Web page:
How Microsoft Teams Will Advance Collaboration
One judge’s observations from the Best of Enterprise Connect 2018 Award program evaluation process.
I've been a judge for the Best of Enterprise Connect Award program now for several years, and each year it's been very interesting to evaluate the entries and get briefed by finalists on their innovative offerings. This year, there were 38 entries of creative ideas offered up for consideration and vying for a spot among the six finalists.
From my perspective, these original 38 entries comprised seven solution categories (my categorizations, not theirs):
|Solution Category||Number of Entries|
|Contact Center as a Service (CCaaS)||11|
|Conferencing Systems or Devices||9|
|Management Tools and Infrastructure Solutions||6|
|Unified Communications as a Service (UCaaS)||5|
|Communications Platform as a Service (CPaaS)||3|
|User Experience for Audio and Conferencing||3|
Every one of the entries had some unique and interesting aspects. When evaluated on dimensions such as innovation, scope or reach in the marketplace, relevance to Enterprise Connect 2018 attendees, business value, and cost, six finalists emerged. As described in a No Jitter post, this year's finalists are Cisco, Microsoft, Oracle, Plantronics, Polycom, and TTEC.
Each finalist presented their solution in greater depth to the panel of four judges (including myself). Each judge then made their own evaluation and submitted their votes separately. So, this post represents only my own commentary on the Microsoft Teams Best of Enterprise Connect entry.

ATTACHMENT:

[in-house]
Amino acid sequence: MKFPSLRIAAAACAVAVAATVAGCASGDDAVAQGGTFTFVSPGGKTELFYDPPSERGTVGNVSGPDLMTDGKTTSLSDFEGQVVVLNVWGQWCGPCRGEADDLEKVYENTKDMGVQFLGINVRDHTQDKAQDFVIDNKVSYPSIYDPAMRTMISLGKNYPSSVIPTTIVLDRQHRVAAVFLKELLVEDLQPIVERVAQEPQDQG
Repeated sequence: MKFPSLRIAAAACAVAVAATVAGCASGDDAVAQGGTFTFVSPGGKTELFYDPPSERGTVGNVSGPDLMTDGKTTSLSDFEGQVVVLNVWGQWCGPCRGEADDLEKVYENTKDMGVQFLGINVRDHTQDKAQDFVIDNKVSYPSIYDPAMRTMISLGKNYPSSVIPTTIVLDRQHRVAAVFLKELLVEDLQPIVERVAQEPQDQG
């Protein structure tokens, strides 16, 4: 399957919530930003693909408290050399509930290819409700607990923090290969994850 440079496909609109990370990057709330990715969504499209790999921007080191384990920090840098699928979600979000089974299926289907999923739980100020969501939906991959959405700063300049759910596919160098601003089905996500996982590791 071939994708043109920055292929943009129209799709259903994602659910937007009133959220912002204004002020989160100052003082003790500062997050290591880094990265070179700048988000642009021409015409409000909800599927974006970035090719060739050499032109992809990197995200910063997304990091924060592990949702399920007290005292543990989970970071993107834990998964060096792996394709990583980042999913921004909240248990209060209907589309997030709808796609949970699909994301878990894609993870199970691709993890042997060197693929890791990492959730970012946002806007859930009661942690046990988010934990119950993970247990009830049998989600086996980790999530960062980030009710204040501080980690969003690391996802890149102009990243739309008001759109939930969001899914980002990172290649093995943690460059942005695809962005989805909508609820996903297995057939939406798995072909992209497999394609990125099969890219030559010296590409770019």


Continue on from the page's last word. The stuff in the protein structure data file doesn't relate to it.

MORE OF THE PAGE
As you now know, Microsoft Teams is the Best of Enterprise Connect 2018 winner (see "Microsoft Wins Best of Enterprise Connect 2018"). Microsoft's presentation to us judges highlighted a leap forward for Microsoft Teams. Here's what they showed that seems to me to have significantly raised the bar for collaboration and communications workspaces and user experiences.
Initially, it was hard to understand what was different about Teams at this point in time. Was this just an announcement that Skype for Business was being folded into Microsoft Teams? If so, that's just a product evolution that wouldn't warrant a vote for Best of Enterprise Connect, especially since it's going to take almost a year for most of the Skype for Business functionality to be ported into Teams, including the Cloud PBX capabilities.
But a closer look popped the Teams nomination into focus. The version of Microsoft Teams that would be (and now has been) announced at Enterprise Connect is much more than a product evolution. In a phrase, Microsoft is delivering a significantly advanced user experience for the workplace -- desktop and mobile -- that it calls "Microsoft Teams with Intelligent Communications -- The Hub for Teamwork in Office 365."